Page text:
February 27, 2024

Germany’s Crisis at the Source of the EU’s Decline

The European Union is directly affected by the sickness of its largest founding member and cannot remain prosperous absent an affluent Germany.
Keywords: Germany Europe, EU, Political, NATO, Economic, Protests, Strike, Strategy
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The bad news from Germany is gaining ever more space in the international media. After decades of almost invariably successful economic performance and political stability the Federal Republic is gravely ailing. In 2019, on the eve of the COVID crisis the export surplus in the budget still amounted to more than 6% but, since then, the country has entered a recession and the political and social malaise is deep-rooted.  The European Union is directly affected by the sickness of its largest founding member and cannot remain prosperous absent an affluent Germany.

The crisis is multilayered and reveals the unhealed fractures that the Federal Republic has carried since the Second World War and especially since the reunification with the once Soviet-controlled East. The country is still occupied by American troops, almost eighty years after the defeat of the Third Reich. Hitherto most Germans have accepted this state of affairs which has enabled them to keep their defence budgets unrealistically low whereas they were allowed to cultivate strong business relations with Russia and China. However now, the nation is increasingly split between a neo-liberal EU-oriented oligarchy, personified by ‘Baroness’ Ursula von der Layen who does not hide her nostalgia for the German imperial era but staunchly supports American interests, a nationalist ‘Far Right’ revival and a resurgent Left Wing, increasingly Euro-skeptic and anti-capitalistic.

Since its reconstruction after the Second World War, the  German Republic has been run like a giant corporation and economic pragmatism achieved notable success but in the last decades, ideologies took over and the Green anti-fossil fuel and anti-nuclear lobby became very influential. Chancellor Angela Merkel, who had retained socialist leanings from her Eastern German youth, championed the ‘Energie Wende’ (‘energy transition policy’) and strong-armed the EU commission into giving top priority to renewable power generation. Yet it has been obvious for several years that, in the European context at least, wind and solar energy generation is too expensive and insufficient to provide reliable power. To fund this costly transformation the Government slapped a tax on CO2 emissions of 30 Euros per ton, increased to 45 per ton in January of this year, that heavily burdens the exchequer. Yet, in the last twenty years global CO2 emissions rose by 61% and Germans have come to realise that they have been sold a pipe dream that is impoverishing them. The Constitutional Court of Germany recently abolished the 60 billion Euro Energie Wende Fund, forcing the Government to resort to more taxation to finance its unviable pet project, despite its statutory obligation not to increase the national debt.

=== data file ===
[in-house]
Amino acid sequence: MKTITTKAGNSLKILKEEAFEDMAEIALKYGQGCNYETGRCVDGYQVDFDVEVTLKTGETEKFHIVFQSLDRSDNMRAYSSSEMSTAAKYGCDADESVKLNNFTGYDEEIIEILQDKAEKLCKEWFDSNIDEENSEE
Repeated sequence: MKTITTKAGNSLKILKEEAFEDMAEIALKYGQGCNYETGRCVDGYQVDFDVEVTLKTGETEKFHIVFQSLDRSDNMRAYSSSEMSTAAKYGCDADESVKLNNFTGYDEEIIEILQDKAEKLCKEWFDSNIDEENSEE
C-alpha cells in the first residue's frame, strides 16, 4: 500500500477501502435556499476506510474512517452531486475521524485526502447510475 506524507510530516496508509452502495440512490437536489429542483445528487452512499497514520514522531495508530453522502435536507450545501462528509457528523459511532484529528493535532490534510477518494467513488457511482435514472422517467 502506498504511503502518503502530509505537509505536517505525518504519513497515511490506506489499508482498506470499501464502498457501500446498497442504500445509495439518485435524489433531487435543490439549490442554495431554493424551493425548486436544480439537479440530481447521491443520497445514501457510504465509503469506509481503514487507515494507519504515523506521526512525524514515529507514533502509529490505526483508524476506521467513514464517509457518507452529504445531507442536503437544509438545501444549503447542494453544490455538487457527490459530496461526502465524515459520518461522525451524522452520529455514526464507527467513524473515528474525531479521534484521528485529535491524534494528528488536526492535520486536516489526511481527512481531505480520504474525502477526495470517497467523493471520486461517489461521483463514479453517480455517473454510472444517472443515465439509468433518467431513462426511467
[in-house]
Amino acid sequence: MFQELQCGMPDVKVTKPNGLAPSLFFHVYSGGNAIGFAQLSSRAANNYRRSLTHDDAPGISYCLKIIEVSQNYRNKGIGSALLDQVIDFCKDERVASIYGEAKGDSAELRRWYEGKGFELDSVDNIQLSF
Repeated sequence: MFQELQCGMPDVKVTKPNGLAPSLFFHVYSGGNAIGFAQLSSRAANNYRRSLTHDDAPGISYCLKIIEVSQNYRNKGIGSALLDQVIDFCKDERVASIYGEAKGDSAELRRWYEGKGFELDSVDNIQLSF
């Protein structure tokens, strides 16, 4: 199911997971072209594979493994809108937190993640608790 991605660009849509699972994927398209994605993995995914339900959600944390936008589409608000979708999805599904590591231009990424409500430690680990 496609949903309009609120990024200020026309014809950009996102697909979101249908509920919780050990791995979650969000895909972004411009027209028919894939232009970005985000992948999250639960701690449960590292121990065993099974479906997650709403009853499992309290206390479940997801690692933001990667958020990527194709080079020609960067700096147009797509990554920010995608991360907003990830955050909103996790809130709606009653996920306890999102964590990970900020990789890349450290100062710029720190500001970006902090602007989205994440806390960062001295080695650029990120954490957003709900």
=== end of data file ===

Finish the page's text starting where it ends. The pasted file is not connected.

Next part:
Until recently German industrial competitiveness was supported by the cheap supply of Russian gas secured during decades of infrastructure building but the sanctions adopted against Moscow in 2022 following the ‘Special Operation’ in Ukraine ended that bonanza and forced Germany to procure far more expensive energy from other sources. Ironically, much of the equipment deployed to harness solar and wind power is purchased from China (as are the EV batteries) and produced in industrial plants running on fossil fuels. After campaigning worldwide for the elimination of coal, oil, and nuclear energy generation, especially in neighbouring France, Germany has reluctantly been forced to reopen and build new coal plants; Berlin plans to set up new atomic power stations and has signed a contract to purchase 50 billion worth of natural gas annually from Norway. This while losing much of the Russian market in which tens of thousands of German middle and small size companies were profitably active until 2022. Faced with massive export losses, a rising tide of expenditures, many linked with the Ukrainian debacle, and a string of closures of chemical and mechanical plants Germans are venting their anger against the Scholz government, regarded as sclerotic, gutless and subservient to the US. Washington and Wall Street make no mystery of their intention to exploit their ally’s discomfiture by inviting German companies to move to the US where energy is plentiful and cheap and taxes are lower. The project of deindustrializing Germany has votaries on both sides of the Atlantic and the Greens, members of the ruling coalition, are ardent promoters of that strategy.